President Barack Obama’s reelection strategy seems running against the Republican Congress. The Democrat is trying to portray the opposition as obstructionist and claiming that their unwillingness to enact stimulus legislation is to blame for the country’s lackluster economic recovery.
The president faces dismal polling numbers for his reelection battle next year. Roughly six out of ten Americans no longer approve of his job performance. When asked specifically about Obama’s economic policy, no more than a third of the electorate says to have confidence in his ability to turn the recovery around.
Last month, the president proposed an additional $450 billion in deficit spending to create jobs in education and infrastructure and pay for income tax cuts and unemployment insurance. The Republican majority in the House of Representatives says it won’t enact the legislation however, especially as it would be coupled with major tax increases that disproportionately affect the wealthiest of Americans — or “job creators” in Republican jargon.
When the president tries to paint the Republicans as the party of the rich, what he won’t mention is that his own party has struggled to unite behind his jobs proposal. Democrats still control the Senate but haven’t put his plan up for a vote, despite Obama’s call on Congress to “pass this bill now.”
When the president claims that Republicans haven’t bothered to explain what exactly they oppose in his plan, he skips over the fact that they have done so — in detail. When he claims that his jobs bill is composed of ideas that have historically enjoyed bipartisan support, he won’t mention that Republicans never endorsed the notion of Keynesian stimulus nor have they ever embraced tax increases.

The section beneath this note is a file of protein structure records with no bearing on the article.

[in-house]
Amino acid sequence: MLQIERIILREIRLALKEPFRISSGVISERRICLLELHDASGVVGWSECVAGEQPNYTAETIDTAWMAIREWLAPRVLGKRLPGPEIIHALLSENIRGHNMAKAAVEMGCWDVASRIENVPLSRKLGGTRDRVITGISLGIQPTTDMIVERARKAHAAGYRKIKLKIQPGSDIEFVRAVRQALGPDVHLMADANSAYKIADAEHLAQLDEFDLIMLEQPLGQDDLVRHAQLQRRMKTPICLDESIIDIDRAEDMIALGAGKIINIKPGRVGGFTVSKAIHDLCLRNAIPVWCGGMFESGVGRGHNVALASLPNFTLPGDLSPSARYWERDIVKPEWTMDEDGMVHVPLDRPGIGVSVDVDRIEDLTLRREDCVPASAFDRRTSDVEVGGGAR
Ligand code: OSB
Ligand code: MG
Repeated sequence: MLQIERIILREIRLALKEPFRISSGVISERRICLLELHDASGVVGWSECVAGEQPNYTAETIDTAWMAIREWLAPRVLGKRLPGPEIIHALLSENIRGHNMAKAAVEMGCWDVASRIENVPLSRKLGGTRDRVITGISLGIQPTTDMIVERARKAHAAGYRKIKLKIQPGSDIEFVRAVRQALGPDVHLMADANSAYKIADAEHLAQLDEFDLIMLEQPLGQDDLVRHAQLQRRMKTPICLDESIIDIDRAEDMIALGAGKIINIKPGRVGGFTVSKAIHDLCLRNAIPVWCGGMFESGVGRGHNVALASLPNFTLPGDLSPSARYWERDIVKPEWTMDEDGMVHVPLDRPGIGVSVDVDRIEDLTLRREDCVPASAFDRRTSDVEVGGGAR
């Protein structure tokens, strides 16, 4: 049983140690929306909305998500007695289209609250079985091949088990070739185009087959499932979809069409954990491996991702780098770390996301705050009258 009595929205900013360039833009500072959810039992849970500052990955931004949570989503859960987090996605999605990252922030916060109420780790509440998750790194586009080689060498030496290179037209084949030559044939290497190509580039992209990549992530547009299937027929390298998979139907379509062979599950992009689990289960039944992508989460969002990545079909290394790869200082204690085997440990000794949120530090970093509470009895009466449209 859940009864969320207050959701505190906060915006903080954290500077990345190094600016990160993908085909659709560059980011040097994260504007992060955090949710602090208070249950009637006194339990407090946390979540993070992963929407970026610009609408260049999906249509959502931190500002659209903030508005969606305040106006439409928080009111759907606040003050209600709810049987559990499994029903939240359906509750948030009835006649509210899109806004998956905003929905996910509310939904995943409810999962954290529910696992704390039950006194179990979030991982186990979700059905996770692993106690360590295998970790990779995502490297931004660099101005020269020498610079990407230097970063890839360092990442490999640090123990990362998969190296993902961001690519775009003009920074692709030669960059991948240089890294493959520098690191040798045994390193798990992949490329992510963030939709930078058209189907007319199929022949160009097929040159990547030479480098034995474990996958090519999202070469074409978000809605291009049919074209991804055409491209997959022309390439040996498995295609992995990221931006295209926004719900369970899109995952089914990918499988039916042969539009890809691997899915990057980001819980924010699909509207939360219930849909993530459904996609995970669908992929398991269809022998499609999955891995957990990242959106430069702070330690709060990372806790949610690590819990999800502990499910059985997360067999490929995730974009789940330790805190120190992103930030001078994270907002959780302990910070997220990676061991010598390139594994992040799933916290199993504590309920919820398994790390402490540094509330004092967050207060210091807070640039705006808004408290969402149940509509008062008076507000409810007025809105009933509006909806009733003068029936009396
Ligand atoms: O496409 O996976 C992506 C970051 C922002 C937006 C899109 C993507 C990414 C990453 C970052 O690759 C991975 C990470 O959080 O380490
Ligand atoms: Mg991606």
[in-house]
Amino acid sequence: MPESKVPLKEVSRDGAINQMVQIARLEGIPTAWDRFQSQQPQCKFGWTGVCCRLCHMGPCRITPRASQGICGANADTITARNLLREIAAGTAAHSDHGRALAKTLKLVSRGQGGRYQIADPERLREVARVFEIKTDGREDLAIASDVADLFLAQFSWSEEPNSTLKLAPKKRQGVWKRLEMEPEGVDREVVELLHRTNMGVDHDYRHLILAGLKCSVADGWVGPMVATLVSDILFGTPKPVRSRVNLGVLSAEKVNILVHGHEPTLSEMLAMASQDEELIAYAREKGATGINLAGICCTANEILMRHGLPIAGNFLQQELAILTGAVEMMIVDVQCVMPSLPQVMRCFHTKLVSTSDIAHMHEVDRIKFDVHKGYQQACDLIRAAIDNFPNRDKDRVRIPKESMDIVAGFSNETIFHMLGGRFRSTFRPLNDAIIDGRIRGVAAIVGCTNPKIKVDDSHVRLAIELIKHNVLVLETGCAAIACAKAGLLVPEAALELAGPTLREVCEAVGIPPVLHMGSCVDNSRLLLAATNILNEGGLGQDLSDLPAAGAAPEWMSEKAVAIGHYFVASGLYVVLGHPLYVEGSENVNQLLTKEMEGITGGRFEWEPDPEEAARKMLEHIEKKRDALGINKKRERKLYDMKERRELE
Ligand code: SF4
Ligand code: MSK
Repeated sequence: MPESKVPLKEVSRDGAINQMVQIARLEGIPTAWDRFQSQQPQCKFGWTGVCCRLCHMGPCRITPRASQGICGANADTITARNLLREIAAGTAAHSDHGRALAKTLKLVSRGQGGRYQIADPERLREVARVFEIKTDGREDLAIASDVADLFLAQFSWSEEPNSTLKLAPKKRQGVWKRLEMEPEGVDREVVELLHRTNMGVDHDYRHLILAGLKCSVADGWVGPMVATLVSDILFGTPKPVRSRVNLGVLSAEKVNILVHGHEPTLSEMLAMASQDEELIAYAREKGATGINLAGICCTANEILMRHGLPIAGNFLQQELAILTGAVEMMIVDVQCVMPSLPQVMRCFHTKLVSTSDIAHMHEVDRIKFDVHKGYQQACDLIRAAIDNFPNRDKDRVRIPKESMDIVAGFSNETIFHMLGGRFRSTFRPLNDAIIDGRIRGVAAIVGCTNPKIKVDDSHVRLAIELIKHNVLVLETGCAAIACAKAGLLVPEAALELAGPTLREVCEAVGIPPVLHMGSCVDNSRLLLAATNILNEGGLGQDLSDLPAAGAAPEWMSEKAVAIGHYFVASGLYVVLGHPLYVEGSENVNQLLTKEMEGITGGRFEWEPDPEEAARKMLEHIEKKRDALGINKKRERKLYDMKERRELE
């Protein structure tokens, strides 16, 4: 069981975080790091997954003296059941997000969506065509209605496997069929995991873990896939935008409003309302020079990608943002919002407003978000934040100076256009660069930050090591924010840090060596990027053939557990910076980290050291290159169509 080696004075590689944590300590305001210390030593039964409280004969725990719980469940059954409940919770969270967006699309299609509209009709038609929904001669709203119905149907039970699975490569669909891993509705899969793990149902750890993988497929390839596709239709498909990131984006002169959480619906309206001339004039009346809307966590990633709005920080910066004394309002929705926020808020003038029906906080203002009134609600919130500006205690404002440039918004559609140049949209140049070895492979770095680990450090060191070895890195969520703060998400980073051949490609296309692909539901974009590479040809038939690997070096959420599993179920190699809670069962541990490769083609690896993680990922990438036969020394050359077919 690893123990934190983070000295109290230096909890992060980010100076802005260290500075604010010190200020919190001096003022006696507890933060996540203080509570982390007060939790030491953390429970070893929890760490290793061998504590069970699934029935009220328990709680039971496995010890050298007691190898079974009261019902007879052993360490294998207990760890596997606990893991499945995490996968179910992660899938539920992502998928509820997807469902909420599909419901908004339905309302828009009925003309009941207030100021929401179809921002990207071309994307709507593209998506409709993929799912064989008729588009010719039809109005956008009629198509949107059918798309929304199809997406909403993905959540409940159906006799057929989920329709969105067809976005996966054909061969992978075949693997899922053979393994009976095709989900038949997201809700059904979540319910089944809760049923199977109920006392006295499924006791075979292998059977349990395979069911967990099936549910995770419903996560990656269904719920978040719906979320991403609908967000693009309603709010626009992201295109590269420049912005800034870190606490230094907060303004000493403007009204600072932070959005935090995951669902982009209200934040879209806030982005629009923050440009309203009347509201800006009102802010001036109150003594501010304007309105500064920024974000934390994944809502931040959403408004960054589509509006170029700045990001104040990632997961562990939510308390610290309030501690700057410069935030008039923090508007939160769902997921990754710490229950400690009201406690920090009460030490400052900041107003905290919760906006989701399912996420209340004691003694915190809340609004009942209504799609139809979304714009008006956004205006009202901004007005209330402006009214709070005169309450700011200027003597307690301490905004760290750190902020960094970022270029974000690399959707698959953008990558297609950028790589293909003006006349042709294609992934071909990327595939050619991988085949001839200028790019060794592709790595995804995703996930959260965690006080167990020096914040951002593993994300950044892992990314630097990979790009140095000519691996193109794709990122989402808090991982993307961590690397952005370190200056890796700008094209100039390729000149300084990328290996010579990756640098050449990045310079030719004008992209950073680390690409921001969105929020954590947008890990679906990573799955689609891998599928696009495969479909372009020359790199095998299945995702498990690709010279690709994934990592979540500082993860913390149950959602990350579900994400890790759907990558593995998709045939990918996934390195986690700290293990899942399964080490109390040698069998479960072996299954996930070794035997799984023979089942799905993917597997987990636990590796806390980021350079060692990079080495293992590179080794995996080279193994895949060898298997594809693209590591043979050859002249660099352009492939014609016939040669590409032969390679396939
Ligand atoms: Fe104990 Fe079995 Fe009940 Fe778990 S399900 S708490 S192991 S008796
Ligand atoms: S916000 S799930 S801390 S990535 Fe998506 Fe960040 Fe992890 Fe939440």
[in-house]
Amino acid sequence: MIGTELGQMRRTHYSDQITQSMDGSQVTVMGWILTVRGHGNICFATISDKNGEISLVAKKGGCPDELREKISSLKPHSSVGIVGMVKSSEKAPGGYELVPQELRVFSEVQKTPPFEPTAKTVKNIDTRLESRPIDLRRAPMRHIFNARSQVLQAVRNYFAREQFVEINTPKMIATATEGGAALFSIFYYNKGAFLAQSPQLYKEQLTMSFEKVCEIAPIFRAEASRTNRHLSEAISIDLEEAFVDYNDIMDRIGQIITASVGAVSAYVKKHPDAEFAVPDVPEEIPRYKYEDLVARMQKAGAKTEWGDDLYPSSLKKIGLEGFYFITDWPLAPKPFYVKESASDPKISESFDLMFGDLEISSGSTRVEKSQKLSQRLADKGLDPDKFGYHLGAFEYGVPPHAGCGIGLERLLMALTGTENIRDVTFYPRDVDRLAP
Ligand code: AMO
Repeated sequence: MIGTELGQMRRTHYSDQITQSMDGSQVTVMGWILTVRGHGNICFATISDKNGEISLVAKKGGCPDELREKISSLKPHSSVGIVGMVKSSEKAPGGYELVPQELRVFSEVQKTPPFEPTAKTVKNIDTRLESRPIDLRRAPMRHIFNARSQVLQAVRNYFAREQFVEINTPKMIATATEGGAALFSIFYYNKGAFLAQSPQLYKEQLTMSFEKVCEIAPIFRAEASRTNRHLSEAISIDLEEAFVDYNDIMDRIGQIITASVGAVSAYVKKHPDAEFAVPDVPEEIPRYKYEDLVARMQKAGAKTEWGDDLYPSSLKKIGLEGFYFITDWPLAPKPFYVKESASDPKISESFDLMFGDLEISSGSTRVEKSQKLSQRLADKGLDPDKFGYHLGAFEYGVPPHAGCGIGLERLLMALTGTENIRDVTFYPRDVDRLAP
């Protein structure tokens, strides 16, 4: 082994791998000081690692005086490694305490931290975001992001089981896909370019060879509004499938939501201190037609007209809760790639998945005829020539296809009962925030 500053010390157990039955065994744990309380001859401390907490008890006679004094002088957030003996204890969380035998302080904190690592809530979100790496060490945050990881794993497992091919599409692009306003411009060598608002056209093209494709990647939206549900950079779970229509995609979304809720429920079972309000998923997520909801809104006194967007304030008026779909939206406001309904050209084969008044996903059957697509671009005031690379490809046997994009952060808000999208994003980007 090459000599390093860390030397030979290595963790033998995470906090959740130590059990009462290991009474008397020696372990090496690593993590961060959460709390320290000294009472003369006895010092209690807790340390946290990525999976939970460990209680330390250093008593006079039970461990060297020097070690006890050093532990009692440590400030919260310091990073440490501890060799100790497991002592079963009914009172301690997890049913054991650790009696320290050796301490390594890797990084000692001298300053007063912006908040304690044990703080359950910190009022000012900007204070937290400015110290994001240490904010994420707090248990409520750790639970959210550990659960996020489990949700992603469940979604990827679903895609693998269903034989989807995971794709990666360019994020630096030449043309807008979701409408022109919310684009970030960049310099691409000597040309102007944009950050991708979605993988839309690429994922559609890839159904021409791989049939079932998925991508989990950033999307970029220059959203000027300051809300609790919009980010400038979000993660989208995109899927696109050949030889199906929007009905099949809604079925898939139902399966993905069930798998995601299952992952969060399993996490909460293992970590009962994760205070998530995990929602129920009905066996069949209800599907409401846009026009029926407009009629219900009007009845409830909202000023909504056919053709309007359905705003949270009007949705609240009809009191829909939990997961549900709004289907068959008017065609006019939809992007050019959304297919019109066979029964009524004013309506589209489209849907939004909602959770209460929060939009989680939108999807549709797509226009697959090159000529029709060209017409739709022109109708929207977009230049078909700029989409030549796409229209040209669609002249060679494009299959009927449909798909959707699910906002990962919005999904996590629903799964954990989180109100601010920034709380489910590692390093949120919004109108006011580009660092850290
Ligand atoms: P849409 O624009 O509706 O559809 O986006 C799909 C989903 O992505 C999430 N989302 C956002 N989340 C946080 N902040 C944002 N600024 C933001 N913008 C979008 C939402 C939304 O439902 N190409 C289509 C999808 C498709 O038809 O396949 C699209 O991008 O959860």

Political analysts suspect that the White House never expected its jobs plan would pass. It’s an election ploy designed to help the president win against the “party of no” that won’t do anything as the country slides into recession again.
There is a precedent for successfully running against Congress. Harry Truman unexpectedly won reelection in 1948 in part because he campaigned against a “do nothing Congress” that was dominated by Republicans who opposed much of the New Deal legacy.
Unlike Obama, Truman didn’t have a friendly legislature until his second term. The incumbent enjoyed Democratic majorities in both chambers of Congress during the first two years of his presidency and managed to get a lot of things done.
Democrats in Congress spent $800 billion on an economic stimulus plan, $30 billion in small business loans, $30 billion for mortgage modification, $3 billion on cash for clunkers, enacted automaker bailouts, health-care and financial industry reform, credit card price controls and extended unemployment insurance. The only administration priority that Congress blocked between 2008 and 2010 was pollution legislation.
Even after Republicans won control of half of the legislature in November’s midterm election, a lame-duck Congress enacted a payroll tax cut, personal income tax cuts for middle-class Americans and more jobless benefits.
For the president to pretend that the recovery has stalled because Republicans are fighting him now is disingenuous. He was able to accomplish almost everything that he wanted for two years but the prospects for economic growth are far from looking up.
Unemployment is at 9 percent and much higher when counting the millions of Americans who have simply given up looking for work and aren’t asking for a government handout. Business and consumer confidence is low. Banks are hesitant to finance mortgages and startups. There will not be a recovery during Obama’s first term. Indeed, the president admitted in an interview with ABC News two weeks that a lot of people are worse off today than they were when he took office. So the only thing he can do to convince Americans to vote for him again is claim that the other guys would do worse.